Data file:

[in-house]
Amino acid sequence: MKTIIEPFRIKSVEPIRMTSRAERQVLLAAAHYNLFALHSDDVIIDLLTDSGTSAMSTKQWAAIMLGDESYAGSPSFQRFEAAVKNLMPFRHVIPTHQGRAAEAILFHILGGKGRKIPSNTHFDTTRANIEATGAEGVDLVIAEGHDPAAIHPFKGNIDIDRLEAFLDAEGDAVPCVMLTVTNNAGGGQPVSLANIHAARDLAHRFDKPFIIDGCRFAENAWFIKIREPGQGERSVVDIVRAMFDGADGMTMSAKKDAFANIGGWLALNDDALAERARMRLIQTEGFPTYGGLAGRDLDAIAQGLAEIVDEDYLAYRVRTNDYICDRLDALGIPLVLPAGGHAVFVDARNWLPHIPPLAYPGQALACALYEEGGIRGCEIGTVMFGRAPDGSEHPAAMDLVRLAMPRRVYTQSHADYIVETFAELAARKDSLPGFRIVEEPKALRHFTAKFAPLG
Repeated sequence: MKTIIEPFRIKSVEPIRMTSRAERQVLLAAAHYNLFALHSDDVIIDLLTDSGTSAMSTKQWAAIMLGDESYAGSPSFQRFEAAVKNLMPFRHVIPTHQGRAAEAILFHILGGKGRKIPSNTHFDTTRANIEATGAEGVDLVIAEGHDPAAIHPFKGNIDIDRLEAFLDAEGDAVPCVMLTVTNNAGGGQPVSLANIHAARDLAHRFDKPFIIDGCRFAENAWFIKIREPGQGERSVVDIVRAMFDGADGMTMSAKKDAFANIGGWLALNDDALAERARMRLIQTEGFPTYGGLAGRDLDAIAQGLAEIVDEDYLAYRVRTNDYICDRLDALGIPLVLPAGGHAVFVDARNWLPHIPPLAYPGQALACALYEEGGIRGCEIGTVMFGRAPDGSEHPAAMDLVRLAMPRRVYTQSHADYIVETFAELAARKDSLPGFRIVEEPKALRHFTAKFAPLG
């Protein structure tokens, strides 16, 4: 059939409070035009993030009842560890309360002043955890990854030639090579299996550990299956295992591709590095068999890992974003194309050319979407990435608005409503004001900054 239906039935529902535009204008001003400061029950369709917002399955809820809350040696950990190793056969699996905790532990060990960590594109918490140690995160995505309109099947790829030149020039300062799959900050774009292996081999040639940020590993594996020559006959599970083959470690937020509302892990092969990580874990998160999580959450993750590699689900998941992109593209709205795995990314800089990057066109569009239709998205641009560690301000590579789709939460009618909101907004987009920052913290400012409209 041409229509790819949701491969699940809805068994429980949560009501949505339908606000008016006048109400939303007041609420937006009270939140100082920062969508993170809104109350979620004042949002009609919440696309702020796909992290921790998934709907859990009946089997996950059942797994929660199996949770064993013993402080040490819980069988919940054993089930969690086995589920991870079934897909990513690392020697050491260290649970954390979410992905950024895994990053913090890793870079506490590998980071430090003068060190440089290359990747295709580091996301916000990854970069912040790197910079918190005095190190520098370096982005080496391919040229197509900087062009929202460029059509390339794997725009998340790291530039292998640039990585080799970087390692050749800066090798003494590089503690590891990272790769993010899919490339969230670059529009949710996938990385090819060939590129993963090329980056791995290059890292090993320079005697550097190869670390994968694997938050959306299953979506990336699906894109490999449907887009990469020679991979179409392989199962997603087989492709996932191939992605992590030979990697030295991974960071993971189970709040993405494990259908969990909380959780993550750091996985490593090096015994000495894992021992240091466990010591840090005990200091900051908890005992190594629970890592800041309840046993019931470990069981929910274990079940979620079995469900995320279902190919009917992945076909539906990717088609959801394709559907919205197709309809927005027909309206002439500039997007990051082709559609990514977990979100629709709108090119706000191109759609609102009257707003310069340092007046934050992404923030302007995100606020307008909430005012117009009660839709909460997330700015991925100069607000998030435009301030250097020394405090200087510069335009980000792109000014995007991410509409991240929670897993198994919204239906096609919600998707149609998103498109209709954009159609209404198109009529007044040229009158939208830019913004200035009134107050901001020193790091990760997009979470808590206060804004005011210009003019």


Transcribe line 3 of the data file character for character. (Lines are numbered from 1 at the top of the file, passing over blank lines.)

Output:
Repeated sequence: MKTIIEPFRIKSVEPIRMTSRAERQVLLAAAHYNLFALHSDDVIIDLLTDSGTSAMSTKQWAAIMLGDESYAGSPSFQRFEAAVKNLMPFRHVIPTHQGRAAEAILFHILGGKGRKIPSNTHFDTTRANIEATGAEGVDLVIAEGHDPAAIHPFKGNIDIDRLEAFLDAEGDAVPCVMLTVTNNAGGGQPVSLANIHAARDLAHRFDKPFIIDGCRFAENAWFIKIREPGQGERSVVDIVRAMFDGADGMTMSAKKDAFANIGGWLALNDDALAERARMRLIQTEGFPTYGGLAGRDLDAIAQGLAEIVDEDYLAYRVRTNDYICDRLDALGIPLVLPAGGHAVFVDARNWLPHIPPLAYPGQALACALYEEGGIRGCEIGTVMFGRAPDGSEHPAAMDLVRLAMPRRVYTQSHADYIVETFAELAARKDSLPGFRIVEEPKALRHFTAKFAPLG